June 21, 2023
New law course helps future lawyers better understand Indigenous treaties
Aboriginal and Indigenous law are among the fastest-evolving legal fields in Canada, which is why two associate professors from the Faculty of Law have launched a new course to meet this need.
Modern Treaties and the Law is an intensive two-week course that takes University of Calgary law students to Whitehorse, Yukon, and surrounding communities to focus on the law of modern treaties and Indigenous self-government.
“The idea is that the students are immersed in the part of Canada where there are the most modern treaties — there are 11 final agreements in the Yukon,” says associate professor David Wright, who created the course with Dr. Robert Hamilton, PhD, a fellow associate professor.
“Students meet with First Nations leaders, government leaders, Yukon-based lawyers and judges, and other folks involved in the legal system, and they learn the substance of the law, but also implementation challenges with respect to treaties, all while being situated in the field.”
The first-ever offering of the course took place May 14 to 28, during which a cohort of 12 students engaged directly with the treaties, court decisions and legal commentary, as well as with First Nations leaders, Indigenous government officials and organizations, and Yukon government leaders and lawyers.
“We had a presentation and discussion with the Grand Chief of the Council of Yukon First Nations,” says Wright. “We had a long and wonderful session, including ceremony, with the lead negotiator and senior officials for Carcross/Tagish First Nation, and we also met with individuals and officials from Kluane First Nation, Champagne and Aishihik First Nations, and others.”
Though most of the modern treaties in the Yukon were negotiated decades ago, there have been significant changes in federal, provincial and territorial law and policy since, particularly in the last five to eight years. As such, modern treaty contexts are grappling with substantial developments in Crown-Indigenous relations in Canada.
Hamilton says modern treaties are reworking the nature of those relations on the basis of negotiated agreements, defining jurisdiction and the powers of the parties; however, he notes, there are only a handful of post-secondary law courses in Canada that teach these topics in depth.
“One of the new things about modern treaty agreements is how they're going to be interpreted and implemented in the context of rapidly shifting legal and political norms around Crown-Indigenous relations,” says Hamilton. “Things like greater recognition of Indigenous rights and, jurisdiction [and] things like implementation of the Declaration on the Rights of Indigenous Peoples are really pushing the conversation around Crown-Indigenous relations forward rapidly.”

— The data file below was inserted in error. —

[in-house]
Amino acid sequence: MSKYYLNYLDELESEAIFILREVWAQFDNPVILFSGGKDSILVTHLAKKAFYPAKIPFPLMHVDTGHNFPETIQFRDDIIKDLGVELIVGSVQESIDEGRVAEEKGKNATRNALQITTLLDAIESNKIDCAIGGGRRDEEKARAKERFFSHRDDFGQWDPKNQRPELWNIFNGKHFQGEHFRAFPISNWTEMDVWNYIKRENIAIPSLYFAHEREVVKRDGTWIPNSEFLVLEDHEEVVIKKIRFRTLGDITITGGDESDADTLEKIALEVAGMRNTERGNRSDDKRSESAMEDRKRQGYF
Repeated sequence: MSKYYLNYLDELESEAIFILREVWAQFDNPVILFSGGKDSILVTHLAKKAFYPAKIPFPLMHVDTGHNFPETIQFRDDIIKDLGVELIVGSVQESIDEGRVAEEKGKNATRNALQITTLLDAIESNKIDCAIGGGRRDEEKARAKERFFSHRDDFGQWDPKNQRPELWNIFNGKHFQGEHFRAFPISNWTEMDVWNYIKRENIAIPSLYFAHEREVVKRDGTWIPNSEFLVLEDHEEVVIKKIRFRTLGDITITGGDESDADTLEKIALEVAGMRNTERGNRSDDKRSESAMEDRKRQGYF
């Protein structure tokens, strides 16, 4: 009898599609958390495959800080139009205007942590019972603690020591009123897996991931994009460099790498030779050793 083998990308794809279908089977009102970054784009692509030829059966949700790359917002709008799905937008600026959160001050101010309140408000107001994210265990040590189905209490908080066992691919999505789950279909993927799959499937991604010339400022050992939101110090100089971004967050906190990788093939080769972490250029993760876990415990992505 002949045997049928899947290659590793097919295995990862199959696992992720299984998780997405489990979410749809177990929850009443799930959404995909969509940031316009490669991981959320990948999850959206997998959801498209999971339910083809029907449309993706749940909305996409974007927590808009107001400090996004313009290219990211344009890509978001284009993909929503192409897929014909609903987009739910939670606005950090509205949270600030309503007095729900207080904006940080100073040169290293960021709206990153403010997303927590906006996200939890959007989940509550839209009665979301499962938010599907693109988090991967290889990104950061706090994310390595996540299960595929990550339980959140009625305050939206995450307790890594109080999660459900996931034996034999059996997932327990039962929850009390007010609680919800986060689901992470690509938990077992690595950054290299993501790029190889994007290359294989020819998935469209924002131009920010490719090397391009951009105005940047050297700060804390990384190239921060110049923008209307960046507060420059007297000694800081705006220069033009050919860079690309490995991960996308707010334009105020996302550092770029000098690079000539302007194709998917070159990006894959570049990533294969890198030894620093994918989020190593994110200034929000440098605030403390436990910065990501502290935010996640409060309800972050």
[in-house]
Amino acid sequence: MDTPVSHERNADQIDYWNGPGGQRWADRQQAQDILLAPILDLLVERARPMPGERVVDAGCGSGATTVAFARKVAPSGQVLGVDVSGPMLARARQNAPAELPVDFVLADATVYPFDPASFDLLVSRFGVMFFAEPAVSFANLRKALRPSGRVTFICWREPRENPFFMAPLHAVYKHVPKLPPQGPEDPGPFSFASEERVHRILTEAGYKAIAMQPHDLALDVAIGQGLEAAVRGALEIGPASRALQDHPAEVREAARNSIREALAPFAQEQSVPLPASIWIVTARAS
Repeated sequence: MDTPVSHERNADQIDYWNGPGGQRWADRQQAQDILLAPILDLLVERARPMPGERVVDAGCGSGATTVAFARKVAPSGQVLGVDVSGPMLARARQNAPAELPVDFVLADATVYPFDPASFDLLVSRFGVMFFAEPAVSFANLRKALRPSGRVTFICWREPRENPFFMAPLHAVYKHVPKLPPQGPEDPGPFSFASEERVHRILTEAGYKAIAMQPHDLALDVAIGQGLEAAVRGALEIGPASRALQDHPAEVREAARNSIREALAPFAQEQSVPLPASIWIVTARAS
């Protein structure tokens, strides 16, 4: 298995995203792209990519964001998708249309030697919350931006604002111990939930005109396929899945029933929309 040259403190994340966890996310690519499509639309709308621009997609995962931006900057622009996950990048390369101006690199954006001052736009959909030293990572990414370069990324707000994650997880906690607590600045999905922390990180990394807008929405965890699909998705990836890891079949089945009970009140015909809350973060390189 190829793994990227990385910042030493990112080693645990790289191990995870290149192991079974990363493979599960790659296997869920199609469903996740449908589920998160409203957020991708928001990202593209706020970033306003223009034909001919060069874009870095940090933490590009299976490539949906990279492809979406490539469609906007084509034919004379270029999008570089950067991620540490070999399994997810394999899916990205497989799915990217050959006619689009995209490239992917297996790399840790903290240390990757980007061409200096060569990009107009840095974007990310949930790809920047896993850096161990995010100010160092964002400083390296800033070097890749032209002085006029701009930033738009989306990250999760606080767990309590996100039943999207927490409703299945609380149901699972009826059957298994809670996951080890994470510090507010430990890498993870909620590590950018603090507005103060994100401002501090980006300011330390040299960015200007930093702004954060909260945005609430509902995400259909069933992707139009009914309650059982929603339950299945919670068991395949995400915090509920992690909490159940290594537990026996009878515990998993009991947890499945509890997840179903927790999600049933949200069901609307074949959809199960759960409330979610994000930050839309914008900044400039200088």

The new course aims to help students understand where the modern treaties fit in the broader policy landscape because, while these are relatively new agreements, they were still signed at a time when law and policy related to these issues were not as developed as they are now.
“Thinking about how western law and Indigenous law relate, I think, is one of the really key parts to thinking about modern treaty implementation and self-government agreements,” says Hamilton. “Self-government agreements, in one sense, bring to bear a structure of law and governance that looks very western … They have written constitutions, for example, but something that the students were able to learn about by going to these Nations and learning and hearing from them was the ways that they're bringing their traditional customs, their laws to bear on this.”
Wright and Hamilton were able to create the Modern Treaties and the Law course with help from a Social Sciences and Humanities Research Council grant, as well as with the partnership of Dr. Joshua Nichols, PhD, from the Faculty of Law at McGill University. Though they admit it was challenging to set up such a course from scratch, they say they also had strong support from UCalgary’s Faculty of Law.
The professors say they also hope students are able to gain valuable knowledge and insight regarding Aboriginal and Indigenous law, helping them become better lawyers that will have a deeper understanding and respect for Indigenous laws, governance and jurisdiction.
“Our hope is that this sets these students up to have a broader positive impact on the profession in terms of reconciliation in action,” says Wright. “So, they are now in a position to raise awareness and build bridges between relationships and communities into the future that, over the long term, should have a significant positive impact, particularly if there is a cohort of such students annually.”